Mario, the video game character. This news was greeted by my husband and I with a mixture of relief and disappointment. It seems this year, our boy's going to look decent, even good.
Every year, Logan's costume choice is big news, not because it's so cool but rather because it's so not cool. We've often joked that the child has nerdy costume radar that enables him to hone in on the lamest costume in the universe year after year. He's provided us with hours of entertainment. One time, he was the goofiest Mickey Mouse you've ever seen. Another year, he was Thomas the Tank Engine, a terrible costume that merely hung from his shoulders like an advertisement for dorkiness.
For such a groovy child, he really knows how to nerd it up. Case in point, last year, his little brother went as a scary bat. The costume ended up being both hip and adorable and Jayce pulled it off majestically, waving the soft wings around and wearing the fuzzy ears like a champ. Poor Logan tripped along next to him in a cheap-looking ghost costume, which was so bad that I really think an old school sheet with holes cut out would've been a better choice. Picture a white shiny sheet with a goofy face and googly eyes that Logan couldn't see through at all topped off with a blue baseball cap. Yes, he was a blind ghost that, um, plays baseball? It's as if every year he walks into the costume store and says, "Give me the dumbest thing you have." So, we think Mario will be the first good costume in a long line of duds but we're reserving judgement until we've seen the photos.
Thinking about Logan's costumes got me to wondering about my sister and I and our old Halloween getups. Would we have made the same mistakes as children if we were given the freedom to walk into Target and pick out anything we wanted? I think we probably would have. I feel sure that I would've shown up at the school carnival dressed as Vanity Smurf. As it was, my mother barely tolerated Halloween. We never had store bought costumes, possibly saving us from being ridiculed by our aunts, uncles, cousins and friends. Even so, I coveted the grocery store costumes that the kids at my school slipped over their Oshkosh B'gosh overalls. Oh, the rubber band masks! Oh, the chemical-smelling plastic costumes! I thought they were magic, like McDonalds and those little rubber balls you get from machines.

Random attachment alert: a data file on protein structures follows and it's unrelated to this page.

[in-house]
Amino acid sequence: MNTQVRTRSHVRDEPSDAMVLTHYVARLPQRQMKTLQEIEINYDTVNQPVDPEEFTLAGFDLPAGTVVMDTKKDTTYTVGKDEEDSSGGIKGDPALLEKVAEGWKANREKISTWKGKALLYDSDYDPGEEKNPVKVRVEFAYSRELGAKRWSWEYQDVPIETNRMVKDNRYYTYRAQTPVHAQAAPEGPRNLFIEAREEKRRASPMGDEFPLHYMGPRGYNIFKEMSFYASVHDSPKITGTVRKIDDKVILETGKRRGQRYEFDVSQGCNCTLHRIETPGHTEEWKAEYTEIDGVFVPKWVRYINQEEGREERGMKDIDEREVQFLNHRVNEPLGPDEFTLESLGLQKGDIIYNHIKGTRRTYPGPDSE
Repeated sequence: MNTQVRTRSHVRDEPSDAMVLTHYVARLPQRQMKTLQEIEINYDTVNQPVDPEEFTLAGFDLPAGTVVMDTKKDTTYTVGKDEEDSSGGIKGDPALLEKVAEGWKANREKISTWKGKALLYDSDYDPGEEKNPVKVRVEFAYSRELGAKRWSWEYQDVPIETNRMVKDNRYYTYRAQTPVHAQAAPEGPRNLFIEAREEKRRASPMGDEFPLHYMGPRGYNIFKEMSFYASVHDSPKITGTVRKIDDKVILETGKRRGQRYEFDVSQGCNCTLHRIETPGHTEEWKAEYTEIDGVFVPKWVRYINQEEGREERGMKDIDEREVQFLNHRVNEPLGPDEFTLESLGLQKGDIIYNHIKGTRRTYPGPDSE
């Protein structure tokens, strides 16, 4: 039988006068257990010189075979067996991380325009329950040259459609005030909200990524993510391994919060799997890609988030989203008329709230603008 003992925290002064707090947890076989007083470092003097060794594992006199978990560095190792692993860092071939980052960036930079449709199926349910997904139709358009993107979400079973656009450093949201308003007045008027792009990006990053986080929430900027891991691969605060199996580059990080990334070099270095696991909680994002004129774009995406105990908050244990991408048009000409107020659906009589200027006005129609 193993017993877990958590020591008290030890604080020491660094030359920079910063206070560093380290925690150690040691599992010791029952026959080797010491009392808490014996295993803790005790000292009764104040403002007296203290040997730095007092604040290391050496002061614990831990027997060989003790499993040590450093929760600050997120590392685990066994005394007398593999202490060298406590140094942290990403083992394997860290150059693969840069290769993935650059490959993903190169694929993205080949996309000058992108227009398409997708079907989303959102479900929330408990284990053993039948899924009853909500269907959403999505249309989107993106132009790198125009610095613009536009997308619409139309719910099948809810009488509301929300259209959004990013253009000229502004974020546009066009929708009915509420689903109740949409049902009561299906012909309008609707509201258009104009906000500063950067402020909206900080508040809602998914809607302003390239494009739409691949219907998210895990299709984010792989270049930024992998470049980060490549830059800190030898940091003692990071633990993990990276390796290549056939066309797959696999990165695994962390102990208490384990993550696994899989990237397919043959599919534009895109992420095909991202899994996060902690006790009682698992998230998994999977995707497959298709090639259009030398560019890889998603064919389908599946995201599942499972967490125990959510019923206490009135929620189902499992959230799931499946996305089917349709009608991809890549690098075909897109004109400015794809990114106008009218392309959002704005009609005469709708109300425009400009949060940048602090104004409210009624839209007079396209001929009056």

When we were very small, my Meemaw, who was incredibly handy with a sewing machine, made our costumes. I wore the above witch outfit many years in a row, hopefully not always over those brown shoes. My sister was that clown one year and another year wore an adorable soft grey elephant costume that my grandmother whipped up for fun. As we got older, my mom told us to reuse the dance costumes she'd shelled out so much money for which resulted in some pretty funny outfits like: scary can-can girl or roller skating car hop that also wears a tutu.
In my twenties, I embraced my new found costume freedom. I've been Slash from Guns N Roses, countless vampires, Little Red Riding Hood complete with a basket of candy to hand out, the Sugar half of Sugar & Spice from Batman Forever and, of course, a slutty nurse. (I mean, who hasn't?)
My costumed days finally petered out when I met and married my husband, who might be even less enthusiastic about the holiday than my mother. These days, instead of dressing up, I live vicariously through my three nephews and my friends' kids. I look forward to busting out photos of Logan in the aforementioned dorky costumes and showing them to his future significant other, who will laugh and squeal and most likely take the polite route and not mention how terrible the costumes are. That's my job.